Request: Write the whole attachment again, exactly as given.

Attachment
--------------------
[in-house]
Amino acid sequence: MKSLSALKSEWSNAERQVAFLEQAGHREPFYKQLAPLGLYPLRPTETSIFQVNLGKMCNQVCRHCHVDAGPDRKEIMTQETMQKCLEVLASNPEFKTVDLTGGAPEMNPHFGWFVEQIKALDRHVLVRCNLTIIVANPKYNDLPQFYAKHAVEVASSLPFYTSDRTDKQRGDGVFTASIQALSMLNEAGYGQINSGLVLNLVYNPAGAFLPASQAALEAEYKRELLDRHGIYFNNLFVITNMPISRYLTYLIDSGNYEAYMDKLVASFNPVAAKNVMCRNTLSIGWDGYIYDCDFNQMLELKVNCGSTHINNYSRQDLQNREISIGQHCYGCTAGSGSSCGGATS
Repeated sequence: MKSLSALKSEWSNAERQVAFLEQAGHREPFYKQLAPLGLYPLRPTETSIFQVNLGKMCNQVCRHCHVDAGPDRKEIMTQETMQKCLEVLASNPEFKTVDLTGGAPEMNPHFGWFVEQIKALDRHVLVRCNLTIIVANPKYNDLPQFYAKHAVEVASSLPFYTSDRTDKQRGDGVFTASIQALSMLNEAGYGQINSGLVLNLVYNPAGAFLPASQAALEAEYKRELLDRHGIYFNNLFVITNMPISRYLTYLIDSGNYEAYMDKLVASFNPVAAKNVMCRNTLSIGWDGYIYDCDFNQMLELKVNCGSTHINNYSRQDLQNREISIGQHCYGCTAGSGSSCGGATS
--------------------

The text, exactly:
[in-house]
Amino acid sequence: MKSLSALKSEWSNAERQVAFLEQAGHREPFYKQLAPLGLYPLRPTETSIFQVNLGKMCNQVCRHCHVDAGPDRKEIMTQETMQKCLEVLASNPEFKTVDLTGGAPEMNPHFGWFVEQIKALDRHVLVRCNLTIIVANPKYNDLPQFYAKHAVEVASSLPFYTSDRTDKQRGDGVFTASIQALSMLNEAGYGQINSGLVLNLVYNPAGAFLPASQAALEAEYKRELLDRHGIYFNNLFVITNMPISRYLTYLIDSGNYEAYMDKLVASFNPVAAKNVMCRNTLSIGWDGYIYDCDFNQMLELKVNCGSTHINNYSRQDLQNREISIGQHCYGCTAGSGSSCGGATS
Repeated sequence: MKSLSALKSEWSNAERQVAFLEQAGHREPFYKQLAPLGLYPLRPTETSIFQVNLGKMCNQVCRHCHVDAGPDRKEIMTQETMQKCLEVLASNPEFKTVDLTGGAPEMNPHFGWFVEQIKALDRHVLVRCNLTIIVANPKYNDLPQFYAKHAVEVASSLPFYTSDRTDKQRGDGVFTASIQALSMLNEAGYGQINSGLVLNLVYNPAGAFLPASQAALEAEYKRELLDRHGIYFNNLFVITNMPISRYLTYLIDSGNYEAYMDKLVASFNPVAAKNVMCRNTLSIGWDGYIYDCDFNQMLELKVNCGSTHINNYSRQDLQNREISIGQHCYGCTAGSGSSCGGATS